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One of the most iconic objects in a platform game is…a platform. But I’ve been experimenting with them and look, they are kinda complex if you asked me. There’s this variant called Moving Platform which has an interesting property: it moves.
Heh, you might be thinking it is a mundane feature, right? It’s not! It’s complex to handle movement trying to maintain two objects in synced motion.
Well, turns out that Godot has some small secrets here and there that help us achieve proper moving platforms. Let’s start with the Player.
Did I need a chapter just to tell you that we have to use
move_and_slide_with_snap for this mechanic? Maybe not, but now that I’ve done it…
We have to use a
KinematicBody for the player and move it using
move_and_slide_with_snap, you can read the Slope Movement experiment to know how to use this method properly. Or you can download the Moving Platform experiment and just start from there.
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The reason why we need to use the
move_and_slide_with_snap is because…it ensures the Player snaps to the moving platform. So as the moving platform moves, the Player will stay in place. So we don’t have to handle this manually syncing their velocity. Quite convenient, right?
The Moving Platform
Now here comes the real trick…Something that people don’t realize quite often is that
IF A BODY MOVES IT IS KINEMATIC
I say that to my past self all the time, how could I not think about that back then. I used to try with StaticBody2D because, duh, it’s just a platform, KinematicBody2D is for players and whatever. But don’t be naive, Godot knows when something moves or not. Don’t try to move a StaticBody, because it’s meant to be static.
So the root of our moving platform is a KinematicBody2D, let’s add a CollisionShape so it is capable of detecting collisions. And just to have some graphics on the screen I’ll draw a rectangle with Polygon2D.
Alright, so turns out KinematicBody2D has a property named Sync to Physics. Let’s read what the documentation says about it:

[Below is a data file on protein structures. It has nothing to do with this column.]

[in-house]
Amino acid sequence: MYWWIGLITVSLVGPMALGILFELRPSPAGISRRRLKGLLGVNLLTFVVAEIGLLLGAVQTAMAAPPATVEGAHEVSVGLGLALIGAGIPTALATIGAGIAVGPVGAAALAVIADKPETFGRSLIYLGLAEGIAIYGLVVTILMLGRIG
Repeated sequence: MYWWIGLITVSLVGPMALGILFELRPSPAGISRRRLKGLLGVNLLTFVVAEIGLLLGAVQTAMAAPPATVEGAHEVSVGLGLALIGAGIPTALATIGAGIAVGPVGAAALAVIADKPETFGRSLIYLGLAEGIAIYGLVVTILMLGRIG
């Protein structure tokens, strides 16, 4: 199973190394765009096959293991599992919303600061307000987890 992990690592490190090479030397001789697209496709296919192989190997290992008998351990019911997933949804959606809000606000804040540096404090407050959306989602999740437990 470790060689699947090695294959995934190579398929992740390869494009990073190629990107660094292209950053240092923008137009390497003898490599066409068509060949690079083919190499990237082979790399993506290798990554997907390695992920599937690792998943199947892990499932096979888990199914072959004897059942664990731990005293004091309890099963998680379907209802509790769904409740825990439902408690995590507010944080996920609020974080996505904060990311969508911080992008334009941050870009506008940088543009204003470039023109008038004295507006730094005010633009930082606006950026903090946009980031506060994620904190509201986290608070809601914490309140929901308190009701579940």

If true, the body’s movement will be synchronized to the physics frame. This is useful when animating movement via AnimationPlayer, for example on moving platforms
What a coincidence, right!? It’s almost as if when we read the documentation we learn how to do stuff, it’s magical.
Let’s toggle this property on the Inspector and…I dunno, maybe animate the movement via AnimationPlayer?
Using an AnimationPlayer I’ll animate the platform movement, it’ll be like an elevator it goes up then down.
Now, there’s a small problem. See, we are animating the Platform position, right? So if we instance this Moving Platform as it is, as soon as we play the animation it will go back to the position we animated it.
To be able to properly position the Moving Platform we need to make a Node2D the root of the scene and use it to offset the position properly because with that the animation on the KinematicBody2D will be relative to the parent.
Now we can properly position our platform in the game’s world and as you can see it works wonderfully.
Well, there’s a small inconvenience with this approach which I think you’ve already noticed. It is very inconvenient to create keyframes for each and every movement you want your Moving Platform to perform, plus you’d need one animation for each different moving pattern…Fear nothing, I’ve already solved that and you’ll be impressed with how simple it is, coming next week.
Leave a comment below if you are liking the project so far, also let me know if you have any question. By the way, don’t forget that we can discuss this and more topics on the Community and especially, you can make requests for more experiments on the Requests board!
That’s it, thank you for reading. Keep developing and until the next time!